Not everyone is on board with the millage proposal. Neil Bowlby addressed the board at the March 21 meeting. Bowlby is president of the Liaison for Inter-Neighborhood Cooperation, a local organization that grew out of citizen efforts to slow local development in the 1990s. He claims some of the numbers claimed by Walsh and Hall are not supported by data, and has concerns about whether the extra equipment funds are really needed. He is in support of the plan to pay off the pension debt.

Bowlby said the extra money would free up $700,000 a year from the township’s general fund, and wants to know more about where that money will go.

Hall disagrees with Bowlby, insisting that the numbers are supported, while Walsh said that every dollar of the extra money is accounted for.

Bowlby also said the situation was not as dire as the board makes it seem, and claims that the board depicts the fallout of a rejection in the vote in August as a surge of staff cuts and eventual bankruptcy.

“They paint the doom and gloom scenario,” Bowlby said.

If the millage is voted down, the board can come back the next year with “a more reasonable proposition,” he said.

The board declined to split the millage in two and introduce the pension funding as a separate collection, Styka said, because they see it as all one problem, with staffing problems leading to pension debt.

Millage or not, the township still has an obligation to the pension liability and will have to find ways to make those $1.5 million-a-year payments, Walsh said. The new equipment and additional personnel would have to wait. An estimated 15 to 20 township employees would have to be laid off.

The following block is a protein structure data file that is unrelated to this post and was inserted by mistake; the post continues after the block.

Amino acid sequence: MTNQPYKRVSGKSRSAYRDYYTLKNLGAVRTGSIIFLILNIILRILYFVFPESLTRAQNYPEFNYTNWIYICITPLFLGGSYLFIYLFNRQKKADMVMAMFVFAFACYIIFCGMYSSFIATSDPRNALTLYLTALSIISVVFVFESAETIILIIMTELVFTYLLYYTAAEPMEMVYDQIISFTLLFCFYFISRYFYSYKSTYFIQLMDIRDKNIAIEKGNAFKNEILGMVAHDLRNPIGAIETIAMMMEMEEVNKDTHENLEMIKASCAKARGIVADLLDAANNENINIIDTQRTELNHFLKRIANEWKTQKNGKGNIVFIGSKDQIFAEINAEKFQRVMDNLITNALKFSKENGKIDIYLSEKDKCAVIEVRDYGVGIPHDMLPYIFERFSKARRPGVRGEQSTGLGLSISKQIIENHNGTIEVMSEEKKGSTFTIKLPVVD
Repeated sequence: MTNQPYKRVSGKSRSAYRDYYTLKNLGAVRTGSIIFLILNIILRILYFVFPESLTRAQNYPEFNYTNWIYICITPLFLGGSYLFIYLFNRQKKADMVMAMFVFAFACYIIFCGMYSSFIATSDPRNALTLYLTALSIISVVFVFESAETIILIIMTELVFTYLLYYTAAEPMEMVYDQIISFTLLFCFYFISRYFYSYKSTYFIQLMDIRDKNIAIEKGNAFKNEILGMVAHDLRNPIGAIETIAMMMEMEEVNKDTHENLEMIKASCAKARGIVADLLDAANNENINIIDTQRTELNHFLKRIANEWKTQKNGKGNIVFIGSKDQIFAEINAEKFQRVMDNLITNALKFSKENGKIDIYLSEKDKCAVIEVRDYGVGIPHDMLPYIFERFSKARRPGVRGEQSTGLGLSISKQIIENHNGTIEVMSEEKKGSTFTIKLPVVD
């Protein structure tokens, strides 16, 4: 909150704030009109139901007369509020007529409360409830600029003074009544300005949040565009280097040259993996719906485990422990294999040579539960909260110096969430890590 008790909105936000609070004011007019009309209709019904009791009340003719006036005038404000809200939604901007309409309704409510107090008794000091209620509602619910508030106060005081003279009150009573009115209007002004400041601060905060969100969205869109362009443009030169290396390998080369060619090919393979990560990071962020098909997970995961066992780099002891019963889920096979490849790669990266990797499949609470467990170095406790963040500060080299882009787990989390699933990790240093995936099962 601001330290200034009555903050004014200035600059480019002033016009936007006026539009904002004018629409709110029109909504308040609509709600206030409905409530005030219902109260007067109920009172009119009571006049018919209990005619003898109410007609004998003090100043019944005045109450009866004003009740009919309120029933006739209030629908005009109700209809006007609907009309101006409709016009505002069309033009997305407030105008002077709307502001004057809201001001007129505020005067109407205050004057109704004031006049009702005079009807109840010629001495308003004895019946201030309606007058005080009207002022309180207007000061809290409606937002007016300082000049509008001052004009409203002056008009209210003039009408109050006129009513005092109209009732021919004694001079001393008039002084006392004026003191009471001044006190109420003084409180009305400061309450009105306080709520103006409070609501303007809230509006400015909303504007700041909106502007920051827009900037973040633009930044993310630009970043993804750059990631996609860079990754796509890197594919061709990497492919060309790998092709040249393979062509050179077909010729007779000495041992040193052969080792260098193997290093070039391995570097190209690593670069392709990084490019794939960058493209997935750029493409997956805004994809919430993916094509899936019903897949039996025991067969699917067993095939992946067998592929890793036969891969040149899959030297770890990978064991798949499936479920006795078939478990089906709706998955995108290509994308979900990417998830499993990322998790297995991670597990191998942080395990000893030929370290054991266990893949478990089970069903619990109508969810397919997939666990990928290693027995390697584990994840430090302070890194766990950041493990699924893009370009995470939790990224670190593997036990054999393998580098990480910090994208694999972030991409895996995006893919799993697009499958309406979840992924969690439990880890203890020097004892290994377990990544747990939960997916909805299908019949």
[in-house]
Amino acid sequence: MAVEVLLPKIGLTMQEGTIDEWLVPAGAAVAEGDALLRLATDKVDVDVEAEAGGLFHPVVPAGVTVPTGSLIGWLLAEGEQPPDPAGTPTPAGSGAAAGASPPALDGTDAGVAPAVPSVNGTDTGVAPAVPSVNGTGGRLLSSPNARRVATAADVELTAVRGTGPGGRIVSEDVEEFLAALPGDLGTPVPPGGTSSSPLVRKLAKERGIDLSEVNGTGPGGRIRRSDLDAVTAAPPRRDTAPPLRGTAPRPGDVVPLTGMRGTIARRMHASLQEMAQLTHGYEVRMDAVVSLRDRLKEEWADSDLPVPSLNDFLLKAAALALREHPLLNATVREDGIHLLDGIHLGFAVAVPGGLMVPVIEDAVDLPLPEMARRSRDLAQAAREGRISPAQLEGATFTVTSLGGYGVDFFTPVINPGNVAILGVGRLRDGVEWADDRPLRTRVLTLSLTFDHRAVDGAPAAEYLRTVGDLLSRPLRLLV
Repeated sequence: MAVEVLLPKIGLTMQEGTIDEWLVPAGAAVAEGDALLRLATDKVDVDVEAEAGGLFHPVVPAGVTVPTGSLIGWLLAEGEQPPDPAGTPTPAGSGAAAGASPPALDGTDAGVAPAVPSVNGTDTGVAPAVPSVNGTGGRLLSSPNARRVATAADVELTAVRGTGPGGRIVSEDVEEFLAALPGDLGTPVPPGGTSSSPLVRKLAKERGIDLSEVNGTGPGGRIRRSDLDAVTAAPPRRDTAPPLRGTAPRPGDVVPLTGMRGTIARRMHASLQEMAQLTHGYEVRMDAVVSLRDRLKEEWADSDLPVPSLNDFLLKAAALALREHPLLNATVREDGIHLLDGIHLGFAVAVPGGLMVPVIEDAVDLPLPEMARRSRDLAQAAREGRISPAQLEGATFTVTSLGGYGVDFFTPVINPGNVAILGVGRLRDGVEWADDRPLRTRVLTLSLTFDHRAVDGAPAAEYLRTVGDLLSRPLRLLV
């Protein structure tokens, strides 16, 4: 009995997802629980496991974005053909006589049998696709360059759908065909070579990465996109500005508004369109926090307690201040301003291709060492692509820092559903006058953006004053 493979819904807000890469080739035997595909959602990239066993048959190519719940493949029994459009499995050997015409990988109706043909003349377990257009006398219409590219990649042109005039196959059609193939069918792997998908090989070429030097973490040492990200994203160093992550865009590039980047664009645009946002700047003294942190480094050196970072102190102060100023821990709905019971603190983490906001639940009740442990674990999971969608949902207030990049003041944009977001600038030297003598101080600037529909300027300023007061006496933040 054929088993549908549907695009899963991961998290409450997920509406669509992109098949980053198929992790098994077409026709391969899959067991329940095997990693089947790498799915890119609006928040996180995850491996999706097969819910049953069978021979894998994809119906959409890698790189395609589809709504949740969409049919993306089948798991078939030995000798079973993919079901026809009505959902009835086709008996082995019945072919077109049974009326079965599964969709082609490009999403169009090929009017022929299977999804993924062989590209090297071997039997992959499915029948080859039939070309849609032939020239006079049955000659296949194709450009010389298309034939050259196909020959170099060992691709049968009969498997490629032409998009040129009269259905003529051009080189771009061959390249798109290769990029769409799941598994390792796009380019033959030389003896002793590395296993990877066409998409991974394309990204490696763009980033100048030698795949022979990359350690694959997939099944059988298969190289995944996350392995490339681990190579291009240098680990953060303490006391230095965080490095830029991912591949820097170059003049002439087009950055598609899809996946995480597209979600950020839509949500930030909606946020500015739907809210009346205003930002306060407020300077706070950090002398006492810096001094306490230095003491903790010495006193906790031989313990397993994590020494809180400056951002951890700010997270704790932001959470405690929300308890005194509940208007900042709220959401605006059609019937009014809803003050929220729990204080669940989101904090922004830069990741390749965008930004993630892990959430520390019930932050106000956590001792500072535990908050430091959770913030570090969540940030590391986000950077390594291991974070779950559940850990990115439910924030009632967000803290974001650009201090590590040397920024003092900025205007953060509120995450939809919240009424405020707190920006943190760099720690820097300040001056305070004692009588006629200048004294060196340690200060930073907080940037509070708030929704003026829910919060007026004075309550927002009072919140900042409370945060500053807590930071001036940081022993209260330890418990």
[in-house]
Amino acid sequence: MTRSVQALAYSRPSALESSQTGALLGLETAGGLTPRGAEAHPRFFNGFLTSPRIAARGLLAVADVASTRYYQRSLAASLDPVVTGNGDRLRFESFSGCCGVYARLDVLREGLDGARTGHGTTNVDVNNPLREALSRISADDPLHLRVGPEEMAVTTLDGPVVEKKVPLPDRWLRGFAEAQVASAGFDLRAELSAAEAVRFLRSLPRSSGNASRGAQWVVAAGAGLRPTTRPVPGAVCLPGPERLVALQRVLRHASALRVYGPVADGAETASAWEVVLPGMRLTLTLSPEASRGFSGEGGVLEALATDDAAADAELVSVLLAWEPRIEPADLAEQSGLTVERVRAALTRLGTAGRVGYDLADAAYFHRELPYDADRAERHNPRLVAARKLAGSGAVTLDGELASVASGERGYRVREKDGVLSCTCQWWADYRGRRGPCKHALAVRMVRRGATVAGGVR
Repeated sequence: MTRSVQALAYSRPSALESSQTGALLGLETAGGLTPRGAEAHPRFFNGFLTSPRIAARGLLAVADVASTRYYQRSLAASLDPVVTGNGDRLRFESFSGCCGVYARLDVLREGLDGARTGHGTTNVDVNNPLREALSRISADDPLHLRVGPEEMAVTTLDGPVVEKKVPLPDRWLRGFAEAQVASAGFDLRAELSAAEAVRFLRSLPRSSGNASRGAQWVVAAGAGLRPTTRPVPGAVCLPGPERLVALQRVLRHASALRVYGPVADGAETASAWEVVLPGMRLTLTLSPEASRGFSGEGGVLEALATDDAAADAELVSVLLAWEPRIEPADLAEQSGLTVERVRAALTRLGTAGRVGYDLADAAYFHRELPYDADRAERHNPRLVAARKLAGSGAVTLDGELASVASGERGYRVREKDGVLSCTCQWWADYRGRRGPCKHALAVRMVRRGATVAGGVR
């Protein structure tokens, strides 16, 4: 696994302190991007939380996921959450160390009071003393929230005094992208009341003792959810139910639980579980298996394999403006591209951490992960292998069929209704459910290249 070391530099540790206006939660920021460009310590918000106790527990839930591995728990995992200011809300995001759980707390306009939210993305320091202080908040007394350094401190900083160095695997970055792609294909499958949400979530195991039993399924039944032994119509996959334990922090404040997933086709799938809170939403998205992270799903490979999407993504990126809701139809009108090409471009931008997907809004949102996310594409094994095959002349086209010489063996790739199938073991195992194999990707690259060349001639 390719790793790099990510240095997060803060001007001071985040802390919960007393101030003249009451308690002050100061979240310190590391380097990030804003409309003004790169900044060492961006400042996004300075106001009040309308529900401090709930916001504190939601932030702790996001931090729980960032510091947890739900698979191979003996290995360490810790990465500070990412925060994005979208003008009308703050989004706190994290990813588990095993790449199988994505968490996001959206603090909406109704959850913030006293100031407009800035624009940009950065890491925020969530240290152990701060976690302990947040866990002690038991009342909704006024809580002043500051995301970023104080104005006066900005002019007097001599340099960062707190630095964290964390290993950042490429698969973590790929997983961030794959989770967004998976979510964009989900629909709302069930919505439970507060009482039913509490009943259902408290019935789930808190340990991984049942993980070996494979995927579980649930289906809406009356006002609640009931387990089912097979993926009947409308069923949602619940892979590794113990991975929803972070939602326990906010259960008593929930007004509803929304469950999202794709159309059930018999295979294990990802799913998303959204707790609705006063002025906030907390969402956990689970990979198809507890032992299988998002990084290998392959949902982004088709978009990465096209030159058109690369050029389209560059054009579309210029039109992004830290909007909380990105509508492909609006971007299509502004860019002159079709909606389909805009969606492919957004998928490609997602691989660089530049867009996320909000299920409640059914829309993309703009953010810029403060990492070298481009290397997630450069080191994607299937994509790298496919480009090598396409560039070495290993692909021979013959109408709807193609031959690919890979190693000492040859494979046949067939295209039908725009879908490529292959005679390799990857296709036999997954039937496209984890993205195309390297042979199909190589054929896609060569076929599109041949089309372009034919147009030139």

Analyzing police force data from the 2000’s

image(1)State and local police forces continued to grow from 1996 to 2008, according to data from the Bureau of Justice Statistics. An analysis and breakdown of this data provides insight into pre-Recession policing.

The bureau has not yet released results from its more current surveys.

image(2)Local police forces were the largest employers of sworn officers in 2008, with more than 461,000 officers on the books. The next largest employers were sheriff’s offices with 182,000 police officers. That ratio has held steady since 1996, when local police employed 410,000 and sheriff’s offices 153,000.

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Some of the largest cities in the United States saw some of the most drastic changes in their employment. 2004 to 2008 saw large shifts in full-time sworn personnel employment in these areas.

The city of Detroit cut its full-time sworn personnel by 36 percent over these four years. The city was entering economic turmoil at the time as the automobile industry began to falter.

Meanwhile southern cities like Phoenix and Dallas both increased staff by at least 15 percent.

All cities included on the chart have a police department that ranks among the top 50 across the nation in employment.

Though not a city, Prince George’s County in Maryland also boasts a top-50 police department, and added onto their full-time sworn personnel by 17% over this time period.

During this time, police departments have steadily increased employment of non-sworn civilians. That number increased from 345,000 in 2004 to 368,000 in 2008, an increase of almost 7 percent. That number in 1996 was 258,000.